Friday, October 19, 2012


So I had an interesting experience today where my education actually hindered me academically. I had my Fundamental Literary Interpretations and Critical Analysis  midterm today (yes, the class is just how you would imagine from the title). Studying for the test was kind of intense and I remembered pretty much everything that I needed to except for three different types of fallacies  I remembered what they meant, just not what they were called.

So, of course while I was sitting in class waiting for it to start I looked over the three names and started repeating them to myself over and over again. While I was doing this, trying to keep the terms in my head until the tests started, I remembered what I had learned about the memory in my psychology class about two years ago.

 I started thinking about how the technique that I was implementing was called holding, where you try and hold something in your mind by repeating it over and over. That reminded me that short term memory, contrary to popular belief, is actually only about 10 seconds long and is typically capped at about 7 to 9 items. Which of course reminded me that that was the reason why phone numbers are 6 numbers long without an area code and 9 numbers long with one so that they can be easily remembered in the short term memory.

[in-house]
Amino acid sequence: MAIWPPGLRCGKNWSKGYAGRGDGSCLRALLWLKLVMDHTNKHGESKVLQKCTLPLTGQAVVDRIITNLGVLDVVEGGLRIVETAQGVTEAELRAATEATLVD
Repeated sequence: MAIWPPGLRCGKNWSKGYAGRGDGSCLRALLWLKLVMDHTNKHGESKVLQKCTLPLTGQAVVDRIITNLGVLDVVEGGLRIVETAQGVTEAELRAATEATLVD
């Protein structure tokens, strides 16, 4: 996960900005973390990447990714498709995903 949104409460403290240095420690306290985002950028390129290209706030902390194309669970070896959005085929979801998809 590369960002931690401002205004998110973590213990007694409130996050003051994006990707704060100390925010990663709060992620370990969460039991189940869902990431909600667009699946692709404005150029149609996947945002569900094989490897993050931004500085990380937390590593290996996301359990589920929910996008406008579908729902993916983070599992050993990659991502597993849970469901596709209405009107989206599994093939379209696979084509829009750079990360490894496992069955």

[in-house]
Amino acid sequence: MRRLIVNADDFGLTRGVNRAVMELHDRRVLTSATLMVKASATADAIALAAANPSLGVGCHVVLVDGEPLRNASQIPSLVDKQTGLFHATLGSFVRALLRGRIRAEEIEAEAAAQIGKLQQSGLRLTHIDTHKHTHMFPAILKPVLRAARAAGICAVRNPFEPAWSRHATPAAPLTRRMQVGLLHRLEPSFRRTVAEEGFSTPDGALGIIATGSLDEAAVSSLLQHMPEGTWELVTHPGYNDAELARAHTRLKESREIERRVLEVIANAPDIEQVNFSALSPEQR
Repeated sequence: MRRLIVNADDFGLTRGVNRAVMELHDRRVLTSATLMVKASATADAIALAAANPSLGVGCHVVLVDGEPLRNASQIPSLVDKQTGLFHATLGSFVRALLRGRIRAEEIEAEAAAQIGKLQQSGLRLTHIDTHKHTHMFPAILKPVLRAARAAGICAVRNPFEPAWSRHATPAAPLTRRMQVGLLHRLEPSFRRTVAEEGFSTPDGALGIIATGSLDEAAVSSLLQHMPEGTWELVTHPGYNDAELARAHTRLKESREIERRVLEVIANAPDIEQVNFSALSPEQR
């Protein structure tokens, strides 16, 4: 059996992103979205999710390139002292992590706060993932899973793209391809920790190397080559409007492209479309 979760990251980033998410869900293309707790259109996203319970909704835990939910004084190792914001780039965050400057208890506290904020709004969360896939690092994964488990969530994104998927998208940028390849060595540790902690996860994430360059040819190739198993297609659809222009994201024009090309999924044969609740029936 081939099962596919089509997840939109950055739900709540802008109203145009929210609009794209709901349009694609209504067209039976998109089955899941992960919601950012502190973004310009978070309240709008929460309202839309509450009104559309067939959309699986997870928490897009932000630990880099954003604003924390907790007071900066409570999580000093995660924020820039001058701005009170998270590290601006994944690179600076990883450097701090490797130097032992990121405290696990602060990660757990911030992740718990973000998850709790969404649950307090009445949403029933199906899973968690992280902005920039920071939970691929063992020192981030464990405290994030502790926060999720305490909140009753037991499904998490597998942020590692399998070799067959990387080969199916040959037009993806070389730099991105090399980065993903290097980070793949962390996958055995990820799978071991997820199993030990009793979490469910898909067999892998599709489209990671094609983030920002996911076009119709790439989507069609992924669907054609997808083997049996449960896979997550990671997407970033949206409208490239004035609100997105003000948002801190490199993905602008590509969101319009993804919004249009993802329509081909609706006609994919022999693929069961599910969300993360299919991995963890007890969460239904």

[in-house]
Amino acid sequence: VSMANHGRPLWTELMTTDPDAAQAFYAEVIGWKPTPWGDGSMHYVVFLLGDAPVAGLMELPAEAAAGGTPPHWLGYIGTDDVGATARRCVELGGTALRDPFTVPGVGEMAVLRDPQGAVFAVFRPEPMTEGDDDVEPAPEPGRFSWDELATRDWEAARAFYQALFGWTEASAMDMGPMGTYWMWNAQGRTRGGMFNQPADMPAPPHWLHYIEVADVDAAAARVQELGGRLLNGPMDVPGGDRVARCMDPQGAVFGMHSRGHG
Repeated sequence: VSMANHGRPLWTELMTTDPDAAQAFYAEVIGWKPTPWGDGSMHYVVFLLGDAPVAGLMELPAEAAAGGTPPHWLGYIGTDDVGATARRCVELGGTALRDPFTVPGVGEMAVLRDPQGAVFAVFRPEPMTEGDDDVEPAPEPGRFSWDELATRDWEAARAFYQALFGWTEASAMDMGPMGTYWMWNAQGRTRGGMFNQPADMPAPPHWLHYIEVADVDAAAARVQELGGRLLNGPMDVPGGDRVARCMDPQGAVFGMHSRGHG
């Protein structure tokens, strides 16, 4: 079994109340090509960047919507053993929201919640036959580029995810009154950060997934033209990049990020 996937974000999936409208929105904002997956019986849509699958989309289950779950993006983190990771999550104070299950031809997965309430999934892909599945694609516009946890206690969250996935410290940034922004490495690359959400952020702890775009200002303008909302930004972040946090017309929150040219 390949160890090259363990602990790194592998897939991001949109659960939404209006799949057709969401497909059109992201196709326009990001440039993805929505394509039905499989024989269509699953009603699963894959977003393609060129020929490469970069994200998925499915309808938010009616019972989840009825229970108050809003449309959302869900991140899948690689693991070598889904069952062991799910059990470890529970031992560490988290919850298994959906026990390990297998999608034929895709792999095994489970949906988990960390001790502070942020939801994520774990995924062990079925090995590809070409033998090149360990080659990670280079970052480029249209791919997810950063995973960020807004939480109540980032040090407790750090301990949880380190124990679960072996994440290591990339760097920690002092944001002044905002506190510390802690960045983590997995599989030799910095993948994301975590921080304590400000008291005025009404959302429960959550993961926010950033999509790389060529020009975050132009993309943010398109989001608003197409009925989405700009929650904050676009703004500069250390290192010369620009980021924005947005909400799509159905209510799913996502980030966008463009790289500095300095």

The grouping of phone numbers into (XXX) XXX-XXX reminded me of another device implemented in order to increase the amount of information that can be held in the short term memory called grouping. Since the brain can only remember about 8 things, the brain will try to group similar information together and remember it as one thing. So, when you're looking at a phone number even though you are really trying to remember 9 numbers, you tell yourself that it is really 3 things. It's kind of like the Japanese particle "to" if anyone knows what I'm talking about.

So of course all of these things made me think of the curve of knowledge or whatever it's called that was a study done that measured how much people remember over a certain period of time. And then I looked up, saw a huge midterm on my desk and realized that while thinking about memory I'd stopped implementing holding, and had forgotten all about the three fallacies I was trying to remember. I think I still did alright on the midterm but, as far as those three terms go, I have no idea if I got them right. But at least I know I learned something in Psychology.

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